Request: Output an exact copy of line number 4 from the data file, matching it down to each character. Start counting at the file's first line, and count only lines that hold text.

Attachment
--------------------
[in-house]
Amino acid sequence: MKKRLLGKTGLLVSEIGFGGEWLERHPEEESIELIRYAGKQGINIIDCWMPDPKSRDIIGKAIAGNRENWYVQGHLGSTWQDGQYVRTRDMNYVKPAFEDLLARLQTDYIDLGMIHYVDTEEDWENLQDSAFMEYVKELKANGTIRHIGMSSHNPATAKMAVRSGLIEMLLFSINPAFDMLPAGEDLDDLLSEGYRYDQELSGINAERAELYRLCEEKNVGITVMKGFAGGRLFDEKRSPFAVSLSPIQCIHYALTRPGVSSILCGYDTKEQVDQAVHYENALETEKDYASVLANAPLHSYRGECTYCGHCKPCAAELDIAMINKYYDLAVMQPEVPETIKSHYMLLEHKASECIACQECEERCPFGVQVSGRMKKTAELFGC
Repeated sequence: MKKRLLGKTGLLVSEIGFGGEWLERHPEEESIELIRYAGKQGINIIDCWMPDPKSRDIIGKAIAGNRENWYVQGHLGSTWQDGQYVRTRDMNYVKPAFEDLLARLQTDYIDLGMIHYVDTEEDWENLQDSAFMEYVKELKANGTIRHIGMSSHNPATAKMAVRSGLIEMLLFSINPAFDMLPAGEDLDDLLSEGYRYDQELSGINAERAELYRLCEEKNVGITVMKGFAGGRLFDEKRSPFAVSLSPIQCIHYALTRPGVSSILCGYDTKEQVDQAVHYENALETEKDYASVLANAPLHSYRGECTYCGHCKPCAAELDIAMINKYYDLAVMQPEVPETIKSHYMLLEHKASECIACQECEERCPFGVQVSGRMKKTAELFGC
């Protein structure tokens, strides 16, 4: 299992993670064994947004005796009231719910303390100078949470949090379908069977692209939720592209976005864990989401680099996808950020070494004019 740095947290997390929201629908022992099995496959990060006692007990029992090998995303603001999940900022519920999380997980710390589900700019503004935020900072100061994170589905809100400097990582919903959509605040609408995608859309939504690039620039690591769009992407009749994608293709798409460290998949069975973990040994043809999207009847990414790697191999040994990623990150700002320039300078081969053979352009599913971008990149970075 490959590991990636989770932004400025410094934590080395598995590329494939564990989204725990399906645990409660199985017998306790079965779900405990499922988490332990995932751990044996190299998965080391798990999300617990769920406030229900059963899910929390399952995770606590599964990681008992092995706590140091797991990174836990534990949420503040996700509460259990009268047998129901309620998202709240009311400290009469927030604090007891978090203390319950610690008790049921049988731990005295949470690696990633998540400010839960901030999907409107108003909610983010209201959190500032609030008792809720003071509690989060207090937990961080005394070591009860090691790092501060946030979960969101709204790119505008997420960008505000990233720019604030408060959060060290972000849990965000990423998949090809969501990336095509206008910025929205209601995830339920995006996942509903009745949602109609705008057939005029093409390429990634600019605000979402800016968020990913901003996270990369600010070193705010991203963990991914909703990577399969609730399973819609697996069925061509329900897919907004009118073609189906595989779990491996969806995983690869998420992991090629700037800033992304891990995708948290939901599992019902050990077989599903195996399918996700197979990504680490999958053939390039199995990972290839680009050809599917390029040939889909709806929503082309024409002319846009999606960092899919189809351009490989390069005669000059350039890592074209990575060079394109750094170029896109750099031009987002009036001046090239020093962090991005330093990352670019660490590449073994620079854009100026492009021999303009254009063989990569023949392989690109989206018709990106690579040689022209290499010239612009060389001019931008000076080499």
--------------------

């Protein structure tokens, strides 16, 4: 299992993670064994947004005796009231719910303390100078949470949090379908069977692209939720592209976005864990989401680099996808950020070494004019 740095947290997390929201629908022992099995496959990060006692007990029992090998995303603001999940900022519920999380997980710390589900700019503004935020900072100061994170589905809100400097990582919903959509605040609408995608859309939504690039620039690591769009992407009749994608293709798409460290998949069975973990040994043809999207009847990414790697191999040994990623990150700002320039300078081969053979352009599913971008990149970075 490959590991990636989770932004400025410094934590080395598995590329494939564990989204725990399906645990409660199985017998306790079965779900405990499922988490332990995932751990044996190299998965080391798990999300617990769920406030229900059963899910929390399952995770606590599964990681008992092995706590140091797991990174836990534990949420503040996700509460259990009268047998129901309620998202709240009311400290009469927030604090007891978090203390319950610690008790049921049988731990005295949470690696990633998540400010839960901030999907409107108003909610983010209201959190500032609030008792809720003071509690989060207090937990961080005394070591009860090691790092501060946030979960969101709204790119505008997420960008505000990233720019604030408060959060060290972000849990965000990423998949090809969501990336095509206008910025929205209601995830339920995006996942509903009745949602109609705008057939005029093409390429990634600019605000979402800016968020990913901003996270990369600010070193705010991203963990991914909703990577399969609730399973819609697996069925061509329900897919907004009118073609189906595989779990491996969806995983690869998420992991090629700037800033992304891990995708948290939901599992019902050990077989599903195996399918996700197979990504680490999958053939390039199995990972290839680009050809599917390029040939889909709806929503082309024409002319846009999606960092899919189809351009490989390069005669000059350039890592074209990575060079394109750094170029896109750099031009987002009036001046090239020093962090991005330093990352670019660490590449073994620079854009100026492009021999303009254009063989990569023949392989690109989206018709990106690579040689022209290499010239612009060389001019931008000076080499």